7. Cryptocurrency mining - everything you need to know
There's more than a million people in the world who earn money by mining cryptocurrency. Every month, thousands of new users join the mining market, hoping to repeat the success of Bitcoin mining millionaires like Dave Carlson.
True, mining can be a very profitable enterprise if you do it right. But you need to do some research first – or your risk losing your investment. In our beginner guide, you'll find all the info you need for profitable cloud mining.
1. What is mining – a very simple definition
Here's the most basic answer to the question 'What is crypto mining?'. Miners verify transactions, collect them into blocks, add these blocks to the blockchain, and get rewarded in cryptocurrency for their work.
Bitcoin users generate 280 thousand transactions each day. Most of these payments are fine, but some are fraudulent attempts to re-spend coins. Miners' task is to block such attempts. This system of community control keeps public blockchains decentralized.
Note that not all cryptocurrencies have mining. Many are pre-mined and then gradually released into circulation, like Stellar (XLM) and Ripple (XRP). However, pre-mined cryptocurrencies tend to be more centralized, because their issuers control the bulk of the coins.
What is cryptocurrency mining – a detailed look
All new transactions are collected in what is called a memory pool. A miner takes transactions out of the pool, checks them, and collects valid ones into a block. Every transaction gets assigned a hash, or unique alphanumeric code.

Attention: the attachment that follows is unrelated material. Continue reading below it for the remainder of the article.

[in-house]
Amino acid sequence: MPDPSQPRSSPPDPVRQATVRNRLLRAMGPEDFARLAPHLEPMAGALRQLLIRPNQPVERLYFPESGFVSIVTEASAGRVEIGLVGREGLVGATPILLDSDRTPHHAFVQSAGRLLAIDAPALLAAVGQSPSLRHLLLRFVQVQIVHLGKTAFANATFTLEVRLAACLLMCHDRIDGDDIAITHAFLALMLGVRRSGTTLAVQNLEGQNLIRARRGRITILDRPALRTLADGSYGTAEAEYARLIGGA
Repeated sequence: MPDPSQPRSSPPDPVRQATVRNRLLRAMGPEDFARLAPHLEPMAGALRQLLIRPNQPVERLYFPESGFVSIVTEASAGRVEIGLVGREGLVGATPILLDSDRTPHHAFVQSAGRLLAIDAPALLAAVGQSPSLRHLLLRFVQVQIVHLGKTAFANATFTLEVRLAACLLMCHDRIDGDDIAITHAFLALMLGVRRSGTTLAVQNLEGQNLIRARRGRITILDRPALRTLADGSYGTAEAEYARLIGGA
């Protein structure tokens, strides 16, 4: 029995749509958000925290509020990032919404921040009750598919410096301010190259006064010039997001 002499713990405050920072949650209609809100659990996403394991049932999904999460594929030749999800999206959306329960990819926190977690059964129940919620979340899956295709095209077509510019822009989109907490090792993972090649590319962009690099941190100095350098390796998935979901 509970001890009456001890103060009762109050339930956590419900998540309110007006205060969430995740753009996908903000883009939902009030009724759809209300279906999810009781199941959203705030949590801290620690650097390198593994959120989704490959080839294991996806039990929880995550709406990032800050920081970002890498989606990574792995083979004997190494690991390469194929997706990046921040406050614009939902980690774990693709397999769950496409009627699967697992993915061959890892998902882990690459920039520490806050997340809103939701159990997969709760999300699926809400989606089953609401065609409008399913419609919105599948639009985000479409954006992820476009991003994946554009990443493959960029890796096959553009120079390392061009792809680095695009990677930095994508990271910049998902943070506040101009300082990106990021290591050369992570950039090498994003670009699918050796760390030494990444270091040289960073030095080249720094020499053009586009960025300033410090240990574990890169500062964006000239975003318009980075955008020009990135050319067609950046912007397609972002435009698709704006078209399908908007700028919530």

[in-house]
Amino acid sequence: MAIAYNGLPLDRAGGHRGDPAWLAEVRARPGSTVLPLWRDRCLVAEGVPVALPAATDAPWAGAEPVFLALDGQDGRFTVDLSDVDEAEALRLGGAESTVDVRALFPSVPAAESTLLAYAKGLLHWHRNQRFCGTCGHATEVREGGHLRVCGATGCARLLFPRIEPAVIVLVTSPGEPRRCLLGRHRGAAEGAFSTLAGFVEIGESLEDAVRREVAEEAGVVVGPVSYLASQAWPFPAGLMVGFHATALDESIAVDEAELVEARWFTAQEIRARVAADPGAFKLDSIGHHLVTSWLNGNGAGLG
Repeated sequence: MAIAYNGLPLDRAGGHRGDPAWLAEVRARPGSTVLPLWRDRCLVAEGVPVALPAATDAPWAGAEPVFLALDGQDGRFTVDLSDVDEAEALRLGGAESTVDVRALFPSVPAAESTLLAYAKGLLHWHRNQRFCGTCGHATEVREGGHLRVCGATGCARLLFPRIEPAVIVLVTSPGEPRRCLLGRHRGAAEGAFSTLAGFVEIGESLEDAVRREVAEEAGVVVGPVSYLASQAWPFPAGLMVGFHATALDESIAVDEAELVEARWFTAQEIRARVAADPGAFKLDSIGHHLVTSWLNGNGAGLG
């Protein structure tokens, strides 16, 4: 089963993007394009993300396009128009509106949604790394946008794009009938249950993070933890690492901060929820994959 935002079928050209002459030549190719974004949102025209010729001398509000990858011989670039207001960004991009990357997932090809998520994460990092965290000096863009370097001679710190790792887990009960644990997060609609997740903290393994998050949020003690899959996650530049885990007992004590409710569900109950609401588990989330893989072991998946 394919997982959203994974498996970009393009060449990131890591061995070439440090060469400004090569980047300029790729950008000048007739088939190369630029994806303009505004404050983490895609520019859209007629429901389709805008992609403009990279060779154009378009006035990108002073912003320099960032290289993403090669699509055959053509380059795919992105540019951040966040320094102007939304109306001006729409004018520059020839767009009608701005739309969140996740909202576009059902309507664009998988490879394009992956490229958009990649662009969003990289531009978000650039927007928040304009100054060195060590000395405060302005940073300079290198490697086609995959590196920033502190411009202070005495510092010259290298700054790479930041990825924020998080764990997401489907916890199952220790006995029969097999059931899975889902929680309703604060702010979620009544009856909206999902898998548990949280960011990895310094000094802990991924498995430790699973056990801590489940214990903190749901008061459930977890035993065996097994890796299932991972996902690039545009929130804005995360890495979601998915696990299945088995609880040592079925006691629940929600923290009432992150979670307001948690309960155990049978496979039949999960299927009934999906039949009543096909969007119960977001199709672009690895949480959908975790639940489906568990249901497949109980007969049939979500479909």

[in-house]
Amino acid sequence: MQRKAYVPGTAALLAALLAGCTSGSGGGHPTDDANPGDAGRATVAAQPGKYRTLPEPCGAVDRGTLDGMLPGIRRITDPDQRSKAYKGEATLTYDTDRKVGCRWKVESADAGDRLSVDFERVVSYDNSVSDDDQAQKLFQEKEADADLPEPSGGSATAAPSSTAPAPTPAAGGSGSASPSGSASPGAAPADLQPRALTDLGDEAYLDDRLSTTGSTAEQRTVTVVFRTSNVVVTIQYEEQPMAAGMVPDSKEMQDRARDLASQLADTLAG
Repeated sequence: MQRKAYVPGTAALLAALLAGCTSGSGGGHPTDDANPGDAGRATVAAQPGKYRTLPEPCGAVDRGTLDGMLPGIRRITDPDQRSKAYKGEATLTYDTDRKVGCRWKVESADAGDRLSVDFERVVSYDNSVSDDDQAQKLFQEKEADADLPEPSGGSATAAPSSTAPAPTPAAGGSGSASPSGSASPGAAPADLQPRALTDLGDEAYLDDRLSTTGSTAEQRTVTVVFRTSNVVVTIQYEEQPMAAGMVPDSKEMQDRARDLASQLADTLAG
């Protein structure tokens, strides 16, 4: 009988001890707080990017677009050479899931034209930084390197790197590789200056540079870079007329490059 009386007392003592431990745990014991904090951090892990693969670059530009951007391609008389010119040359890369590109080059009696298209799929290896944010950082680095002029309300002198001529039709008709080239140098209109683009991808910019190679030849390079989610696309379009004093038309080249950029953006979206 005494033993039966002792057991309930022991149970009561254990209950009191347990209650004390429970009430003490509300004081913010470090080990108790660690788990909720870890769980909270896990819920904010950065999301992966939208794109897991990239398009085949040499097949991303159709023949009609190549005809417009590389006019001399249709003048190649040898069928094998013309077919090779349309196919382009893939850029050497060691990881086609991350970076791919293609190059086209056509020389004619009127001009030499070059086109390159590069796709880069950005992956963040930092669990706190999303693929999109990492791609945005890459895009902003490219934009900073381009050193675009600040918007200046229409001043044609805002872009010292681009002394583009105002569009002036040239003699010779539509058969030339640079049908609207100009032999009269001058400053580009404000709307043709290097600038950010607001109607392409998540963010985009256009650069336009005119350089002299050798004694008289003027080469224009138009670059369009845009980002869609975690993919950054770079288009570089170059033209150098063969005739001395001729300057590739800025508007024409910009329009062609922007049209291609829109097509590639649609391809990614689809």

To add the ready block to the blockchain, the miner first needs to solve a cryptographic puzzle. Each block has its own hash – and it's that value that the miner needs to find. It's not an exact number, but it has to be smaller than a certain target value set by the system.
The puzzle is hard to solve, and all the miners are working on it at the same time. Every second, each miner proposes many possible solutions (hash values), and others verify them. Luckily, it's very easy to check if an answer is correct. Once the solution is found, the winning miner adds the block to the chain and gets the reward. This scheme is known as Proof-of-Work.
2. What is Bitcoin?
Bitcoin is the world's first and largest cryptocurrency. It's a form of digital money that can be used to make transfers, pay for goods and services, or as an investment. In fact, Bitcoin is the most profitable investment asset of the past 10 years. It's also notoriously volatile: in the past 12 months, the BTC price fluctuated between $5000 and $19,000.
What is Bitcoin and how does it work?
If you're completely new to crypto, your first question is probably 'what is that Bitcoin that everyone is talking about?'
Bitcoin was launched in 2009 by someone known as Satoshi Nakamoto. We don't know their real name or even if it's a single person. Bitcoin is a peer-to-peer electronic cash system, where you can send transactions directly to other users, without any middlemen like banks. Bitcoin exists only in virtual reality: it's not backed by any traditional currency or commodity.